Marilee Dorn, retired Willmar Police Officer, and proponent of Project Lifesaver, gave an excellent presentation on Critical Wandering Recovery to WCDAN members following the March 14, 2017, monthly WCDAN meeting.
She addressed what wandering is and why wandering happens in people diagnosed with dementia of Alzheimer’s type. She explained commonalities in wandering incidents, and gave tips for prevention as well as recovery efforts. She stressed that it is imperative to contact law enforcement and/or professional Search and Rescue authorities promptly, especially in Minnesota, as there is a significant increase in morbidity and mortality if the wandering individual is not located within 12 hours.
Marilee put together an informative handout of public-sourced material that we can share, which we will do through our blog posts. Today we will focus on the question: What is wandering?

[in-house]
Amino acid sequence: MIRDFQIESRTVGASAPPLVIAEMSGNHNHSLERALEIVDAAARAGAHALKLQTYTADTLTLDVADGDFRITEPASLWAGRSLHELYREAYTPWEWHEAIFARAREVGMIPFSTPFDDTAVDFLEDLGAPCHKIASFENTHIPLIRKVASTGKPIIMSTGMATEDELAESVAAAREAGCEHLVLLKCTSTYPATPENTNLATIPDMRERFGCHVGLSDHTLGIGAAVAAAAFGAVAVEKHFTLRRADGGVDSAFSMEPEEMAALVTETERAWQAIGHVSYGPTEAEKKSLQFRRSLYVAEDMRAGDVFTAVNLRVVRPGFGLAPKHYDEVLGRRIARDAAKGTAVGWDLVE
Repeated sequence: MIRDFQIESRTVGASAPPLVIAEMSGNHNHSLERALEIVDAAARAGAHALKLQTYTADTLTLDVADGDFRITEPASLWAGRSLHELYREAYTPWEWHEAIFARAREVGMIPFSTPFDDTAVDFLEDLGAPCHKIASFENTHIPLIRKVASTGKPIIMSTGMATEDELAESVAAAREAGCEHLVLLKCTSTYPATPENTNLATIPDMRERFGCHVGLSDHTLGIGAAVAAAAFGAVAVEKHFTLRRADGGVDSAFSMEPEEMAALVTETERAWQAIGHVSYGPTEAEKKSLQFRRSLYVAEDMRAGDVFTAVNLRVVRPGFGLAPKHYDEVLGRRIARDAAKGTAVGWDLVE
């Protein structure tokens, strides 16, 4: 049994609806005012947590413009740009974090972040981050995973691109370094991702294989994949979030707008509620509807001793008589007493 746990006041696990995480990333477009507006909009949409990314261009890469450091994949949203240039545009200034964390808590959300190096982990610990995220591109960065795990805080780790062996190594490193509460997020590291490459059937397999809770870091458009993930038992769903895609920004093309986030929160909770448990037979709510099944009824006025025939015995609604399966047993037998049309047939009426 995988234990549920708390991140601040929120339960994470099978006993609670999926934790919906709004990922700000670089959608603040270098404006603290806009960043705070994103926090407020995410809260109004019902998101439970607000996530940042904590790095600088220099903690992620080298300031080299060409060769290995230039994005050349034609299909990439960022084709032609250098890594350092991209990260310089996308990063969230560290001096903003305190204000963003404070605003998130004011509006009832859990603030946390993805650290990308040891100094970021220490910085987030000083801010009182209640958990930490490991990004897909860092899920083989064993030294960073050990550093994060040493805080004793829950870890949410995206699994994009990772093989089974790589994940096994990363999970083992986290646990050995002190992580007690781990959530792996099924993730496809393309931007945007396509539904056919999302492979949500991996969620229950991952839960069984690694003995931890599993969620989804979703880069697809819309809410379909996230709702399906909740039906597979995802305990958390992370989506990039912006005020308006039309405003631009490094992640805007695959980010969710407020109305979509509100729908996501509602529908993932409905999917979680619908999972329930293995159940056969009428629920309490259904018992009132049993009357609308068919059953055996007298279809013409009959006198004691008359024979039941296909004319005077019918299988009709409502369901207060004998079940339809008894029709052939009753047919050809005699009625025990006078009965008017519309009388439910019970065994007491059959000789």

Wandering is a common behavior in Alzheimer’s disease. Not only do individuals wander, but they easily become lost. To (try to) prevent ourselves from getting lost, most of us use short- and long-term memory to identify landmarks, a sense of time and speed to judge distance, and our visual-spatial sense to know direction angles and travel times between landmarks. These systems can be impaired in people with Alzheimer’s.
Marilee discussed three types of wandering. The first is non-goal wandering which can be passive, random or aimless, as well as anxiety reducing, or following a caregiver. The second is goal-oriented wandering. This can be through escape or exit-seeking, or industrious, such as a memory to go to work or pick up a child from school, or searching for a home, pet, or item no longer there. The third is critical wandering, which was the subject of her talk. This concerns anyone with dementia who wanders from supervised care, leaves a controlled environment, or cannot be found. This type of incident should be classified by Law Enforcement as “missing endangered.”
We’ll do three or four future posts to share more information from Marilee’s talk on wandering. The next one (March 15) will address wandering prevention.